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Tylenol Packages Get New Acetaminophen Warnings

August 30, 2013
Image Credit: Johnson & Johnson

Brett Smith for redOrbit.com – Your Universe Online

As part of an effort to reduce liver damage due to the overuse of acetaminophen, Johnson & Johnson announced its Tylenol bottles will soon have a new warning label on their caps which reads: “Contains acetaminophen. Always read the label.”

The primary active ingredient in Tylenol, acetaminophen has been the No. 1 cause of sudden liver failure in the United States for at least ten years, reports Bloomberg. The US Food and Drug Administration (FDA) is currently looking into stricter regulation for the compound and has set the maximum daily limit for adults at 4,000 milligrams per day – the equivalent of eight gel tablets of Extra Strength Tylenol.

“With more than 600 (over the counter) and prescription medications containing acetaminophen on the market, this is an important step because it will help remind consumers to always read the label,” Johnson & Johnson said in a statement about the new caps.

Two years ago, the FDA lowered the total amount of acetaminophen a prescription pill could contain to 325 milligrams. The federal agency recently announced it would require warnings on prescription drugs with the compound about rare, but serious skin reactions.

The FDA recommends people keep their doctor and pharmacist informed about all the medications they take to make sure they are not being prescribed more than the daily limit. The government agency also recommends people avoid taking acetaminophen with alcohol as it can cause liver damage.

Johnson & Johnson is the largest producer of healthcare products in the world, with about $67 billion in sales last year. The company has occasionally repackaged and relabeled Tylenol over the years and famously issued a nationwide recall of the product in 1982 after seven people died from tampered capsules that had been poisoned.

The company has also addressed liver damage as a result of Tylenol use in the past. In 1994, a warning was added to bottles that warned about combining Tylenol and alcohol. In 1998, a warning to not “exceed recommended dose” was added. In 2004, a specific warning about liver damage was added.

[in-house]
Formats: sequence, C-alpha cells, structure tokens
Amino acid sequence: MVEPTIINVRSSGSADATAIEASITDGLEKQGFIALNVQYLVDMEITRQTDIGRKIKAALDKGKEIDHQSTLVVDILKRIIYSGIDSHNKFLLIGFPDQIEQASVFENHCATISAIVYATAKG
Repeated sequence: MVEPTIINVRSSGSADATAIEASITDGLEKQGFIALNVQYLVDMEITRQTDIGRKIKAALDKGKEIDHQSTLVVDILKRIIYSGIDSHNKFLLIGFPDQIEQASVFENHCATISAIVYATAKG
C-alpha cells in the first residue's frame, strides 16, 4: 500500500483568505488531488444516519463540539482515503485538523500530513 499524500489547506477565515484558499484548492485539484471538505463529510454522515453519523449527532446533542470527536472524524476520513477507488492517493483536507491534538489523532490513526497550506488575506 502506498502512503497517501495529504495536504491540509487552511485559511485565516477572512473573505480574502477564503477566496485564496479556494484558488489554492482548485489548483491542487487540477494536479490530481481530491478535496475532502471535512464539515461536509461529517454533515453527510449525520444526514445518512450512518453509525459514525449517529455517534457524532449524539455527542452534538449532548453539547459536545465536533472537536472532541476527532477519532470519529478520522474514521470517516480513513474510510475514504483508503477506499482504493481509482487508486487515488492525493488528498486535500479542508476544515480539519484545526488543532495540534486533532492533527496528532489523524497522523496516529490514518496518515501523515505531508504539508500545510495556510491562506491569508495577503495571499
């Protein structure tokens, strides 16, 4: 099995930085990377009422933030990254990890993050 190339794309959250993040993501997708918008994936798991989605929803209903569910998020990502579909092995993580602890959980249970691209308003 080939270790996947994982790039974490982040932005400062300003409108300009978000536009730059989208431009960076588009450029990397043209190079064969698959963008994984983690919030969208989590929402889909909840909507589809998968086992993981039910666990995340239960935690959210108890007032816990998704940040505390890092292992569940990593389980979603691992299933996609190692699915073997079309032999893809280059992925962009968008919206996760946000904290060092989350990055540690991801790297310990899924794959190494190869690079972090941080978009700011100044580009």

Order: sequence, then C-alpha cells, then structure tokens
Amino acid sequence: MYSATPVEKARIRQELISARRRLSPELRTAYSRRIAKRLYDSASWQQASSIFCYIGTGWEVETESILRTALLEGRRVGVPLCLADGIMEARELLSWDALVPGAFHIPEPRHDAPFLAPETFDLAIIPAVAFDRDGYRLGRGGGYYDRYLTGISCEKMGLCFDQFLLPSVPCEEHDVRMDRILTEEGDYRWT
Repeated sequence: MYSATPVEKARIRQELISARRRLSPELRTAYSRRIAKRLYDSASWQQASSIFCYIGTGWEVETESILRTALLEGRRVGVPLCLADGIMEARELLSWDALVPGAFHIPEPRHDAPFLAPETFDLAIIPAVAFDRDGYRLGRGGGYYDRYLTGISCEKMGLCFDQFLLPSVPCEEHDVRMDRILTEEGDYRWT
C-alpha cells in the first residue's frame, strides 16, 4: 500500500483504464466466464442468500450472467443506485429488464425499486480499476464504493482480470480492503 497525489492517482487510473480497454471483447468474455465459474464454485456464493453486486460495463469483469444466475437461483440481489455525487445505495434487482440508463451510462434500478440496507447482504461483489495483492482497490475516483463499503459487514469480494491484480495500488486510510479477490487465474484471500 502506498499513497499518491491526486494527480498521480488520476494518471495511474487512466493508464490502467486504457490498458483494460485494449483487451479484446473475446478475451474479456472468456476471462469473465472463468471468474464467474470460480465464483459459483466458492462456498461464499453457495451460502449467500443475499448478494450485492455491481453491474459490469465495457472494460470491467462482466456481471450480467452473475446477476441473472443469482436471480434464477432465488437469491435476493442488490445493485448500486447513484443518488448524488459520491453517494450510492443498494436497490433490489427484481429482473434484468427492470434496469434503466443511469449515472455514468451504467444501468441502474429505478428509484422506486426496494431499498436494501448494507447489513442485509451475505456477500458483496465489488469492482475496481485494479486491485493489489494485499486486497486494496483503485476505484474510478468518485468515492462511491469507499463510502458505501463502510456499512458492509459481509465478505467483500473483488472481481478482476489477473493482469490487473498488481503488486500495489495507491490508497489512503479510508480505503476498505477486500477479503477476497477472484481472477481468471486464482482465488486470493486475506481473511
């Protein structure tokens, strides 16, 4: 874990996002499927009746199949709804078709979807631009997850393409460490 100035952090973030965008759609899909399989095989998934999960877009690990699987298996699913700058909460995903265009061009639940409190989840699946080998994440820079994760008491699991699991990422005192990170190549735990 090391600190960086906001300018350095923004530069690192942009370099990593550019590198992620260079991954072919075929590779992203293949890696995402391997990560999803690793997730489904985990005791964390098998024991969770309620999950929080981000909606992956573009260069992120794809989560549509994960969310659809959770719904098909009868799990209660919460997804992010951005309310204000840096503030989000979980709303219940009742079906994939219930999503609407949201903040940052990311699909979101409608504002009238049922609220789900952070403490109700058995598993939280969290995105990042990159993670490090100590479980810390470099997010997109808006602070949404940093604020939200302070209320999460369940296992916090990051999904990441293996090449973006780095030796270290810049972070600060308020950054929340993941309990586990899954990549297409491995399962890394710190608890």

In 2011, Johnson & Johnson removed its Tylenol infant drops – a concentrated formula blamed in some accidental overdose situations. That year it also cut the maximum daily adult dose of Extra Strength Tylenol to 3,000 milligrams and changed “take 2 caplets every 4-6 hours while symptoms last” to “take 2 caplets every 6 hours while symptoms last.”

The tragic case of the 1982 recall would eventually become the gold standard for crisis management by a company.

“Johnson & Johnson has effectively demonstrated how a major business ought to handle a disaster,” Jerry Knight wrote in The Washington Post at the time, adding, “this is no Three Mile Island accident in which the company’s response did more damage than the original incident.”

In addition to issuing a recall, the company coordinated with police around Chicago, where the poisonings took place, along with the FBI and the FDA. The company’s stocks dropped immediately after the news of the poisonings broke. However, the stock price rebounded less than a year later.


Source: Brett Smith for redOrbit.com - Your Universe Online



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